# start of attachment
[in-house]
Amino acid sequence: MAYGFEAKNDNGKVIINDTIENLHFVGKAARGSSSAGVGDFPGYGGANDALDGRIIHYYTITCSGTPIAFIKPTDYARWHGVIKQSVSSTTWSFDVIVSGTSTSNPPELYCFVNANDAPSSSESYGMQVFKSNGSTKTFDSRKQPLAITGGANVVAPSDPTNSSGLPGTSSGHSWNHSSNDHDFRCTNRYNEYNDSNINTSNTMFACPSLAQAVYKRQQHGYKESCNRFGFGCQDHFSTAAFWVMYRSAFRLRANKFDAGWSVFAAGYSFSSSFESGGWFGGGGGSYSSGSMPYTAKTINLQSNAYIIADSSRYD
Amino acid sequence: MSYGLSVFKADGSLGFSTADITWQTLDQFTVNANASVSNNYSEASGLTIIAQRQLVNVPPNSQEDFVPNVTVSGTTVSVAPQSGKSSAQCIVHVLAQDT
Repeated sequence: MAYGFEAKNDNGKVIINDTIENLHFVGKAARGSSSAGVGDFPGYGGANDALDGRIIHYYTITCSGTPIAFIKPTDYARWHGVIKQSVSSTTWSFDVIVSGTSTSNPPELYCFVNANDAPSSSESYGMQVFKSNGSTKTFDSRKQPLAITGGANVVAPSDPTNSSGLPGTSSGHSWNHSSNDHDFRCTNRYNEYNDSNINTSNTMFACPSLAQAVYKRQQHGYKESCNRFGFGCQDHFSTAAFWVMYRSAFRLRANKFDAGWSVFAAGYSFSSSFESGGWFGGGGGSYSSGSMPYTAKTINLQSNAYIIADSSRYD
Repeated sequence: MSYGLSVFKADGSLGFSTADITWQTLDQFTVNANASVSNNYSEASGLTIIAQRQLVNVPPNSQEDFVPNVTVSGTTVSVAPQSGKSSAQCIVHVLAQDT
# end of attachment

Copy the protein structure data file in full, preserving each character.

[in-house]
Amino acid sequence: MAYGFEAKNDNGKVIINDTIENLHFVGKAARGSSSAGVGDFPGYGGANDALDGRIIHYYTITCSGTPIAFIKPTDYARWHGVIKQSVSSTTWSFDVIVSGTSTSNPPELYCFVNANDAPSSSESYGMQVFKSNGSTKTFDSRKQPLAITGGANVVAPSDPTNSSGLPGTSSGHSWNHSSNDHDFRCTNRYNEYNDSNINTSNTMFACPSLAQAVYKRQQHGYKESCNRFGFGCQDHFSTAAFWVMYRSAFRLRANKFDAGWSVFAAGYSFSSSFESGGWFGGGGGSYSSGSMPYTAKTINLQSNAYIIADSSRYD
Amino acid sequence: MSYGLSVFKADGSLGFSTADITWQTLDQFTVNANASVSNNYSEASGLTIIAQRQLVNVPPNSQEDFVPNVTVSGTTVSVAPQSGKSSAQCIVHVLAQDT
Repeated sequence: MAYGFEAKNDNGKVIINDTIENLHFVGKAARGSSSAGVGDFPGYGGANDALDGRIIHYYTITCSGTPIAFIKPTDYARWHGVIKQSVSSTTWSFDVIVSGTSTSNPPELYCFVNANDAPSSSESYGMQVFKSNGSTKTFDSRKQPLAITGGANVVAPSDPTNSSGLPGTSSGHSWNHSSNDHDFRCTNRYNEYNDSNINTSNTMFACPSLAQAVYKRQQHGYKESCNRFGFGCQDHFSTAAFWVMYRSAFRLRANKFDAGWSVFAAGYSFSSSFESGGWFGGGGGSYSSGSMPYTAKTINLQSNAYIIADSSRYD
Repeated sequence: MSYGLSVFKADGSLGFSTADITWQTLDQFTVNANASVSNNYSEASGLTIIAQRQLVNVPPNSQEDFVPNVTVSGTTVSVAPQSGKSSAQCIVHVLAQDT